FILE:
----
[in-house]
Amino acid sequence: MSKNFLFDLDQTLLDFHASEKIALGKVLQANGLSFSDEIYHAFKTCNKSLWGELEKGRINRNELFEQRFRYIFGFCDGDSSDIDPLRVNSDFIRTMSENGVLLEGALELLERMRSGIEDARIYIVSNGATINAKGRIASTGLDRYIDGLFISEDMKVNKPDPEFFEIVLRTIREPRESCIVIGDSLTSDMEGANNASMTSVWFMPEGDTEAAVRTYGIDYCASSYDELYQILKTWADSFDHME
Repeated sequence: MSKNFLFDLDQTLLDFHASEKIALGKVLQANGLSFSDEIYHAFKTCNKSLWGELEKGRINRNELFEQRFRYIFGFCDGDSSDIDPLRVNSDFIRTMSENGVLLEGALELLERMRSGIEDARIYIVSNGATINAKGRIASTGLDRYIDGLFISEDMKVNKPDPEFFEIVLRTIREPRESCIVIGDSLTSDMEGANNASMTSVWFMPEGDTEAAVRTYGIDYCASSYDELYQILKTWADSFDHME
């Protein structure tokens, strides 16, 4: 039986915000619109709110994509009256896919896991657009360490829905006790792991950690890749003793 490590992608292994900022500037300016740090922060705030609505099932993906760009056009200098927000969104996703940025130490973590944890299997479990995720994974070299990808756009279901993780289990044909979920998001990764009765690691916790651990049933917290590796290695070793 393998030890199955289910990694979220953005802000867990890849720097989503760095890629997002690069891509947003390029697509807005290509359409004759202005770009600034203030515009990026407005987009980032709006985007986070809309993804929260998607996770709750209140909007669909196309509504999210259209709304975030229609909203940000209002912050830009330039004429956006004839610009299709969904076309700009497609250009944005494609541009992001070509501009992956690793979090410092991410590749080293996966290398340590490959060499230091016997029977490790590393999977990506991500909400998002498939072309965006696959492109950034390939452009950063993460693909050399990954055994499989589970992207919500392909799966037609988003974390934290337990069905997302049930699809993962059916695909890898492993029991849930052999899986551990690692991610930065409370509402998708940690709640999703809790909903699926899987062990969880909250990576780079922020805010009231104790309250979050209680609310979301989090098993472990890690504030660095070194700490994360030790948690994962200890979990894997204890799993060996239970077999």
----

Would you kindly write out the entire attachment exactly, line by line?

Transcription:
[in-house]
Amino acid sequence: MSKNFLFDLDQTLLDFHASEKIALGKVLQANGLSFSDEIYHAFKTCNKSLWGELEKGRINRNELFEQRFRYIFGFCDGDSSDIDPLRVNSDFIRTMSENGVLLEGALELLERMRSGIEDARIYIVSNGATINAKGRIASTGLDRYIDGLFISEDMKVNKPDPEFFEIVLRTIREPRESCIVIGDSLTSDMEGANNASMTSVWFMPEGDTEAAVRTYGIDYCASSYDELYQILKTWADSFDHME
Repeated sequence: MSKNFLFDLDQTLLDFHASEKIALGKVLQANGLSFSDEIYHAFKTCNKSLWGELEKGRINRNELFEQRFRYIFGFCDGDSSDIDPLRVNSDFIRTMSENGVLLEGALELLERMRSGIEDARIYIVSNGATINAKGRIASTGLDRYIDGLFISEDMKVNKPDPEFFEIVLRTIREPRESCIVIGDSLTSDMEGANNASMTSVWFMPEGDTEAAVRTYGIDYCASSYDELYQILKTWADSFDHME
């Protein structure tokens, strides 16, 4: 039986915000619109709110994509009256896919896991657009360490829905006790792991950690890749003793 490590992608292994900022500037300016740090922060705030609505099932993906760009056009200098927000969104996703940025130490973590944890299997479990995720994974070299990808756009279901993780289990044909979920998001990764009765690691916790651990049933917290590796290695070793 393998030890199955289910990694979220953005802000867990890849720097989503760095890629997002690069891509947003390029697509807005290509359409004759202005770009600034203030515009990026407005987009980032709006985007986070809309993804929260998607996770709750209140909007669909196309509504999210259209709304975030229609909203940000209002912050830009330039004429956006004839610009299709969904076309700009497609250009944005494609541009992001070509501009992956690793979090410092991410590749080293996966290398340590490959060499230091016997029977490790590393999977990506991500909400998002498939072309965006696959492109950034390939452009950063993460693909050399990954055994499989589970992207919500392909799966037609988003974390934290337990069905997302049930699809993962059916695909890898492993029991849930052999899986551990690692991610930065409370509402998708940690709640999703809790909903699926899987062990969880909250990576780079922020805010009231104790309250979050209680609310979301989090098993472990890690504030660095070194700490994360030790948690994962200890979990894997204890799993060996239970077999």